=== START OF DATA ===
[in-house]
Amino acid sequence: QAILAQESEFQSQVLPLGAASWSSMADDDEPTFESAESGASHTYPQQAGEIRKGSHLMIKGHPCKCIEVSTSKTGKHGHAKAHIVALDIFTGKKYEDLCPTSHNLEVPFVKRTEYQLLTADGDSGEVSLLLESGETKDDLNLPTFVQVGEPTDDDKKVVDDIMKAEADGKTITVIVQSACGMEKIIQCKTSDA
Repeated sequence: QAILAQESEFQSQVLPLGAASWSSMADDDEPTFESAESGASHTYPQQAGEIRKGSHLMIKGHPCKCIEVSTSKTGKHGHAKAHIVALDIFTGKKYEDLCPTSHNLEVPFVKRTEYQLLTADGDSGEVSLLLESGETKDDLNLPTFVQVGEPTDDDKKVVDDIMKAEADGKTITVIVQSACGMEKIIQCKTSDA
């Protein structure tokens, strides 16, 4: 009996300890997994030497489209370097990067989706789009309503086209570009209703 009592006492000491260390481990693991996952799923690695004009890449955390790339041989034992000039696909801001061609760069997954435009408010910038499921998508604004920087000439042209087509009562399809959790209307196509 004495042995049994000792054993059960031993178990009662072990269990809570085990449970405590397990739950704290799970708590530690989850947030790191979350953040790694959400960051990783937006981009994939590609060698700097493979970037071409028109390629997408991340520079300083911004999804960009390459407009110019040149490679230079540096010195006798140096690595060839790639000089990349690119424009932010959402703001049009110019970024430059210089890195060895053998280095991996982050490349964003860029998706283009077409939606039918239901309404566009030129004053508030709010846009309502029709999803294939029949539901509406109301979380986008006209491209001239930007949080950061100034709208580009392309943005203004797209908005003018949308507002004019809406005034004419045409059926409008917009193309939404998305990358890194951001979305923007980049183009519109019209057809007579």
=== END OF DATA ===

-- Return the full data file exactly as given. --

[in-house]
Amino acid sequence: QAILAQESEFQSQVLPLGAASWSSMADDDEPTFESAESGASHTYPQQAGEIRKGSHLMIKGHPCKCIEVSTSKTGKHGHAKAHIVALDIFTGKKYEDLCPTSHNLEVPFVKRTEYQLLTADGDSGEVSLLLESGETKDDLNLPTFVQVGEPTDDDKKVVDDIMKAEADGKTITVIVQSACGMEKIIQCKTSDA
Repeated sequence: QAILAQESEFQSQVLPLGAASWSSMADDDEPTFESAESGASHTYPQQAGEIRKGSHLMIKGHPCKCIEVSTSKTGKHGHAKAHIVALDIFTGKKYEDLCPTSHNLEVPFVKRTEYQLLTADGDSGEVSLLLESGETKDDLNLPTFVQVGEPTDDDKKVVDDIMKAEADGKTITVIVQSACGMEKIIQCKTSDA
């Protein structure tokens, strides 16, 4: 009996300890997994030497489209370097990067989706789009309503086209570009209703 009592006492000491260390481990693991996952799923690695004009890449955390790339041989034992000039696909801001061609760069997954435009408010910038499921998508604004920087000439042209087509009562399809959790209307196509 004495042995049994000792054993059960031993178990009662072990269990809570085990449970405590397990739950704290799970708590530690989850947030790191979350953040790694959400960051990783937006981009994939590609060698700097493979970037071409028109390629997408991340520079300083911004999804960009390459407009110019040149490679230079540096010195006798140096690595060839790639000089990349690119424009932010959402703001049009110019970024430059210089890195060895053998280095991996982050490349964003860029998706283009077409939606039918239901309404566009030129004053508030709010846009309502029709999803294939029949539901509406109301979380986008006209491209001239930007949080950061100034709208580009392309943005203004797209908005003018949308507002004019809406005034004419045409059926409008917009193309939404998305990358890194951001979305923007980049183009519109019209057809007579």